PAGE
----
"If a whale or dolphin can’t hear, it can’t survive," says lawyer who helped forge settlement that will see underwater sonar and other military exercises curtailed in critical waters
Animal welfare groups and conservationists are declaring victory on behalf of marine mammals off the coast of both Hawaii and California after a federal judge on Monday signed a settlement in which the U.S. Navy agreed to limit its use of underwater sonar and explosives in particularly sensitive areas for scores of vulnerable species.
Environmentalists have been challenging the U.S. military’s testing of mid-frequency sonar and other activities deemed harmful to whales, dolphins, and other species for many years, but the agreement signed Monday by U.S. District Judge Susan Oki Mollway in Honolulu only came after a ruling by the same judge earlier this year which said the U.S. Navy had other opportunities to perform such testing in places where its negative impact would not be so dire.
“If a whale or dolphin can’t hear, it can’t survive,” said David Henkin, an attorney for the national legal organization Earthjustice, who brought the initial challenge to the Navy’s latest round of training and testing on behalf of Conservation Council for Hawai‘i, the Animal Welfare Institute, the Center for Biological Diversity and the Ocean Mammal Institute. “We challenged the Navy’s plan because it would have unnecessarily harmed whales, dolphins, and endangered marine mammals, with the Navy itself estimating that more than 2,000 animals would be killed or permanently injured. By agreeing to this settlement, the Navy acknowledges that it doesn’t need to train in every square inch of the ocean and that it can take reasonable steps to reduce the deadly toll of its activities.”
As the Los Angeles Times reports:
The litigation centered on a disagreement about how many marine mammals might be harmed by the Navy’s training regimen. Mollway ruled that the Navy had vastly underestimated the threat.
According to the environmentalists, the settlement calls for a ban on mid-frequency sonar and explosives on the eastern side of the Big Island and north of Molokai and Maui, in an effort to protect whales and Hawaiian monk seals. Surface ships would be required to use “extreme caution” to avoid hitting humpback whales.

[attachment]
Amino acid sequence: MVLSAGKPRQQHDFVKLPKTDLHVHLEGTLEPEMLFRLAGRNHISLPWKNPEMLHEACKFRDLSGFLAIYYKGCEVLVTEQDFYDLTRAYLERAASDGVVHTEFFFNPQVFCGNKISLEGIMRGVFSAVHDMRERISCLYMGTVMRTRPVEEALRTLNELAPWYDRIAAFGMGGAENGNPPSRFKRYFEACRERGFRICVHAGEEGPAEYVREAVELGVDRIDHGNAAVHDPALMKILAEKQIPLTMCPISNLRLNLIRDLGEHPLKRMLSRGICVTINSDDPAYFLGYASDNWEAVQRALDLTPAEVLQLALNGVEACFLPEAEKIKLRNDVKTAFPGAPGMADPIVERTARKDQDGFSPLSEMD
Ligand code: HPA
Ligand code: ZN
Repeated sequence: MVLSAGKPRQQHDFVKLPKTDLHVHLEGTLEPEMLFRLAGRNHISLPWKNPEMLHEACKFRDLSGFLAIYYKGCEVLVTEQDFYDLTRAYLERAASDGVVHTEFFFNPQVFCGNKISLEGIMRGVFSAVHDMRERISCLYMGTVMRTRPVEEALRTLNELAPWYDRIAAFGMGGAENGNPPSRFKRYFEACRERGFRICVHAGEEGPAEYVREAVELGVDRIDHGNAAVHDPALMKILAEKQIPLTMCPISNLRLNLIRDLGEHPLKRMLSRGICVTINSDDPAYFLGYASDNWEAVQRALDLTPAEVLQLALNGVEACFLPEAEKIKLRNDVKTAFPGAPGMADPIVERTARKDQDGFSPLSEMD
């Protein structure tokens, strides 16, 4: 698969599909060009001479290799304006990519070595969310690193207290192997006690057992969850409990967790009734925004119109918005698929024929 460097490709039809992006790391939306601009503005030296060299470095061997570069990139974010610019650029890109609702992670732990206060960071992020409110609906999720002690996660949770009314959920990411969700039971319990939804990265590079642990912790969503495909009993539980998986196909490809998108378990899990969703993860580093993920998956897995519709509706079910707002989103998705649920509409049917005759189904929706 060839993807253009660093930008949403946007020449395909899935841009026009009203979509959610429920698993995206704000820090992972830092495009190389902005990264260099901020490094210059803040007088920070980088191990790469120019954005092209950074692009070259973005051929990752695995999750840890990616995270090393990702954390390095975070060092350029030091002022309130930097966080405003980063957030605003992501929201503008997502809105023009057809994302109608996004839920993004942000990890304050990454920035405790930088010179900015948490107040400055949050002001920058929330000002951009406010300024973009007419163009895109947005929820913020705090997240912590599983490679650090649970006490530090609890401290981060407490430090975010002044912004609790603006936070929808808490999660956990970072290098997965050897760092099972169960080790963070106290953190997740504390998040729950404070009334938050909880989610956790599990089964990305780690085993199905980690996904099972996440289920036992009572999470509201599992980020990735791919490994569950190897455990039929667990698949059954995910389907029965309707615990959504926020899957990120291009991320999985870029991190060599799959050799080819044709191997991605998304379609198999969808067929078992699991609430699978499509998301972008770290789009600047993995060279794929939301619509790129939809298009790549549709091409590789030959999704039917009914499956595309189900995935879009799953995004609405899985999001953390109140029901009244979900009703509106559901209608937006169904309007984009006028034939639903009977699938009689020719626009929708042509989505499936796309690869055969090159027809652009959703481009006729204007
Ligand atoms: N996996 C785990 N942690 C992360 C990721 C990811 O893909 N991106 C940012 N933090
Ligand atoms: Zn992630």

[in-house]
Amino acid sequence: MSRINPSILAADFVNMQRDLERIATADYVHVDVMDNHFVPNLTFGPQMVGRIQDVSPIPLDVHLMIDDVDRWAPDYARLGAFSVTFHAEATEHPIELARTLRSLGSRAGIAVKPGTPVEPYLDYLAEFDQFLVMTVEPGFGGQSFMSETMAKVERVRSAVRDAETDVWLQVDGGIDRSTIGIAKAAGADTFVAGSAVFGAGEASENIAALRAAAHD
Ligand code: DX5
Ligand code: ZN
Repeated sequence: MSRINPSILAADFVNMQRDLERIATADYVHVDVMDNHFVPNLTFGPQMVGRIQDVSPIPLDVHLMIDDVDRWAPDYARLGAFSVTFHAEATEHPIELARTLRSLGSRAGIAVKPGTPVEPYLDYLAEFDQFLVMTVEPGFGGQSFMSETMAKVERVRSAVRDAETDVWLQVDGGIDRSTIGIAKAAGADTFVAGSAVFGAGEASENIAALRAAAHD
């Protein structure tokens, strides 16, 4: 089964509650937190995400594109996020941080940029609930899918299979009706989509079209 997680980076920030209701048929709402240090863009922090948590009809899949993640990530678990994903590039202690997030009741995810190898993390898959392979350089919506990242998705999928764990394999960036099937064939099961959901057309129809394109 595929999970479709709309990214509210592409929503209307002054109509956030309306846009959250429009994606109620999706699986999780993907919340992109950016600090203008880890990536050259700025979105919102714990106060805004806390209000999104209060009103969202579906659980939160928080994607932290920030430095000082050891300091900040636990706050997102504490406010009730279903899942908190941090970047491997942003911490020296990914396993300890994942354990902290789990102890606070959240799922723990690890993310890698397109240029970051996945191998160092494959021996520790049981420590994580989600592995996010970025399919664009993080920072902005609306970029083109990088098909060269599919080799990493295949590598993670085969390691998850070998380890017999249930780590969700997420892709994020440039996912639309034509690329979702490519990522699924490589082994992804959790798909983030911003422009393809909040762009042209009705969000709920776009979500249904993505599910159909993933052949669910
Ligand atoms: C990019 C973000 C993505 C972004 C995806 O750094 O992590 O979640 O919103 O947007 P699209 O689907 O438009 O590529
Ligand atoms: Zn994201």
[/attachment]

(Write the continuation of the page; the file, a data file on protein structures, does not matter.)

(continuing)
Off Southern California, the Navy is banned from using mid-frequency sonar between Santa Catalina Island and San Nicolas Island, also near blue whale habitat off San Diego, the environmental groups said. The same extreme caution would be required for ships in the feeding habitat and migratory corridors for blue, fin and gray whales.
The Navy asserted its training could kill 155 whales over five years. Environmentalists said the number of those killed or injured would be much higher.
“This settlement proves what we’ve been saying all along,” said Marsha Green, president of Ocean Mammal Institute. “The Navy can meet its training and testing needs and, at the same time, provide significant protections to whales and dolphins by limiting the use of sonar and explosives in vital habitat.”
Scientific studies have documented the connection between high-intensity mid-frequency sounds, including Navy sonar, and serious impacts to marine mammals ranging from strandings and deaths to cessation of feeding and habitat avoidance and abandonment. Despite those scientific warnings, until now the Navy has refused to set aside biologically important areas to minimize such harm to vulnerable marine mammal populations.
Until it expires in late 2018, the agreement is designed to protect habitat for the most vulnerable marine mammal populations, including endangered blue whales for which waters off Southern California are a globally important feeding area; and numerous small, resident whale and dolphin populations off Hawaii, for which the islands are an oasis—their only home.
“This is a huge victory for critically endangered species like the insular population of Hawaii’s false killer whale, which is down to only about 150 animals,” said Miyoko Sakashita, oceans director at the Center for Biological Diversity.